There's independent films and videos of all budgets, in Hollywood independent can mean under $20 million, but to most of us it means credit cards. To the indie filmmaker, who's budget is in the range of zero to a few thousand, finding the right camera can be a lengthy and complicated search. I recently settled on the Canon HV20 as my compact camera of choice. There's a few reasons for this, but the main one by far is 24p recording, and there are very few under $2,000 24p cameras out there. More and more are coming on the scene every day, but the Canon HV20 and now the nearly identical HV30 are still my all around top picks. Now, the 24p doesn't mean that it automatically looks like film, but with the right lighting and especially a 35mm lens adaptor, you come pretty close. There's lots of great examples on Youtube of what you can do with an HV20 in the right hands.
After 24p, the next major feature is the HDV codec and tape based system. In a world moving quickly towards solid state and hard disk recording, it's still a camera that depends on miniDV tapes. This has a few pros and cons:
- They are cheap, widely available
- Easy to store, light to carry, have along shelf life
- Make for a great, cheap archive of everything you ever shot
- Capturing tapes is in real time
- Easy to get timecode breaks
- Takes longer to start recording than solid state
- Finding a specific shot on a specific tape can take a while
- Soon to be outdated
- Susceptible to extreme weather conditions
Personally, I can't wait to be done with tapes once and for all, but for right now it's a solution that works well enough to live with.
Next, the HDV codec, this is mostly a pain. True, it does offer slightly better quality than the file based AVCHD codec, but with some of the new cameras being released, this will soon be irrelevant. Being an MPEG2 Intraframe codec, it presents a lot of problems in post. Everything takes longer, no matter how amazing your system is, rendering, outputting to tape and graphics work, just take longer. And if you're doing any considerable color correction or grading, be prepared to lose quality very quickly or convert all your footage to a better codec first. A lot of filmmakers convert their HDV footage to a more workable codec, like Apple's ProRes422, before editing. If your project is short, and/or destined for the web, this might be too much trouble and you might as well stick with HDV.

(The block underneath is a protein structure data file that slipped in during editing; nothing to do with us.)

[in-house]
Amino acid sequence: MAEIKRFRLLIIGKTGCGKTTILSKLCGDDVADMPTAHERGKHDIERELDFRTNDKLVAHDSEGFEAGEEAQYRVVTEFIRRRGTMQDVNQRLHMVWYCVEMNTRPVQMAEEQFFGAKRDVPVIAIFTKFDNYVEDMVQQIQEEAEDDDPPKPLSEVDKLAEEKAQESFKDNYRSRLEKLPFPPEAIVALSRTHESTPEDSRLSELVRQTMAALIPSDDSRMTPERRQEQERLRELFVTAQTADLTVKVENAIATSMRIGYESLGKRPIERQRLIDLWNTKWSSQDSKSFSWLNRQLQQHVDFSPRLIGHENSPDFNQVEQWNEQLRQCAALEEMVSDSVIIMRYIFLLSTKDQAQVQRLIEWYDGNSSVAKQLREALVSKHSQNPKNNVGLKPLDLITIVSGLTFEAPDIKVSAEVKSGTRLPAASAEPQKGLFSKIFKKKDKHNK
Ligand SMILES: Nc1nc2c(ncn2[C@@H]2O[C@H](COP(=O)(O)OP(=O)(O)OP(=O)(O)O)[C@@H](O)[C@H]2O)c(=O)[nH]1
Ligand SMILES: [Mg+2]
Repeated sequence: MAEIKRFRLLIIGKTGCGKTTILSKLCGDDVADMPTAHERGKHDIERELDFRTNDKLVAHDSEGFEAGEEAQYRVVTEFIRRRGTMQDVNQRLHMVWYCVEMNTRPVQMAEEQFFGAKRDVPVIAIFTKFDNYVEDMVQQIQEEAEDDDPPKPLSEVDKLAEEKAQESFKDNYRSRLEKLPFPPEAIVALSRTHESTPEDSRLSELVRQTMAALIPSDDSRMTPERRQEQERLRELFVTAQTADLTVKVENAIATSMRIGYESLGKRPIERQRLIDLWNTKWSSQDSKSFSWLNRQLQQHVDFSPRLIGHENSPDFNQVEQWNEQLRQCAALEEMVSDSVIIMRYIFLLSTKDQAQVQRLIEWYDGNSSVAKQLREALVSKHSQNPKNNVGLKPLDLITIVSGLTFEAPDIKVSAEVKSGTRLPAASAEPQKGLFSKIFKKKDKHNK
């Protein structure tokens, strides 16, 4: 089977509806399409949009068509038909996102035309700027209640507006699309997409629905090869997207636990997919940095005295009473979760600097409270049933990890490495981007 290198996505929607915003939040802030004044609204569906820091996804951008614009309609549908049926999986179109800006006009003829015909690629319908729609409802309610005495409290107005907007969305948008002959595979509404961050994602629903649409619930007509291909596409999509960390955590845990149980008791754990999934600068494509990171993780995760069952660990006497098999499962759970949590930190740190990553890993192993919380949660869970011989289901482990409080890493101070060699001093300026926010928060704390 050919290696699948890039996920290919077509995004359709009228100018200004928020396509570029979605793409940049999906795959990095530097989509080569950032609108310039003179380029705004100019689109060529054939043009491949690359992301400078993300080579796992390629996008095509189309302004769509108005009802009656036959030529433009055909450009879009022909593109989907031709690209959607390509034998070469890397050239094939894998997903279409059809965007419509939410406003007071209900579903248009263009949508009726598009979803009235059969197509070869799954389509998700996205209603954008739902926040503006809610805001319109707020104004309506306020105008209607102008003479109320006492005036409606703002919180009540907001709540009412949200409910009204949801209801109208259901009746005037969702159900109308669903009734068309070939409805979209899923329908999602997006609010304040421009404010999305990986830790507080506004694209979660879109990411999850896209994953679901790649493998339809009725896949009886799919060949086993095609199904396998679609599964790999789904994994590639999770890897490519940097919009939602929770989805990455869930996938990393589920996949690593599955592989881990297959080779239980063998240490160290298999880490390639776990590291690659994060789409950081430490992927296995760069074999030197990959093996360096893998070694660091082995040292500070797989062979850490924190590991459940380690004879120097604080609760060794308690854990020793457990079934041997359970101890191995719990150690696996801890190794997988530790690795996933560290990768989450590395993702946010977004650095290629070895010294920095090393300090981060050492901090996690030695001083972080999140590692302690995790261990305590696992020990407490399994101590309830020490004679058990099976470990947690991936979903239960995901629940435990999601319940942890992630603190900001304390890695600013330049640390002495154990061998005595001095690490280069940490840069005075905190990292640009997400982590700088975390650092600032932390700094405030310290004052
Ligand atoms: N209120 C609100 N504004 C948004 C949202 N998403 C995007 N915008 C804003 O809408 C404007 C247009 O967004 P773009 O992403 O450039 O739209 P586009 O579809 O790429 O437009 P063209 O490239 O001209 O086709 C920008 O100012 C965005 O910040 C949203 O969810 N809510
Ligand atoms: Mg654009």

Now that we have those pesky techy details out of the way, lets tackle the camera itself. For these days, it's a rather large and bulky looking camera (soooo pre-2006), the design is probably one of the worst I've seen in a long time. But, we're not getting a camera to make a fashion statement either. What the HV20 does offer, is a good number of manual functions and features that are useful to the indie filmmaker.
There's a manual focus dial, not quite the focus ring around the lens that we would hope for, but at least it's a dedicated focus dial with a dedicated manual focus button. The focusing system has Canon's "Instant Auto Focus" feature, which for the most part actually works very nicely. This is one camera where leaving it on auto focus isn't all that bad. It avoids the typical auto focus "hunting" that plagues other cameras, and when it does go out of focus, the re-focusing looks more like you actually did it rather than an automatic function. So for documentary and reality productions, you can probably leave it on auto most of the time.
Other manual functions include audio levels and exposure. It's great that they're available, but it's too bad that they share the same goofy joystick controller. A strange twist is that the audio level setting stays if you turn the camera off, but the exposure setting always resets to automatic when the camera is turned off. White balance is available through the regular menu, so it takes a few steps to get to.
Other features worth noting:
- A camera light that is just too blue to be useful when mixed with tungsten light
- A top facing microphone that is pitiful for anything other than the camera operator's breathing
- HDMI out port, a great way to bypass tape and the HDV codec
- A standard accessory shoe mount (but with a cover that is not attached to the camera)
- 3.1 Megapixel stills
- Good battery life
- Great stabilizer
- HDV and DV recording modes
- Poorly constructed tape housing door, although no problems yet, it feels like it's going to break off eventually
All in all, this is a great little camcorder. Perfect for no budget to very low budget filmmakers, and web video producers. The quality is great, 24p look is very nice, good collection of manual features and all for under $1,000. The camera is definitely Capital j. approved!
Posted By: Jedrzej Jonasz
Here's an example of a web show I shot on the HV20, edited in Final Cut as an HDV project and compressed to a flash movie.
This is a sample of the HV20 with a RedRock M2 35mm adaptor. This was created by CarbonFilms and posted on Revver: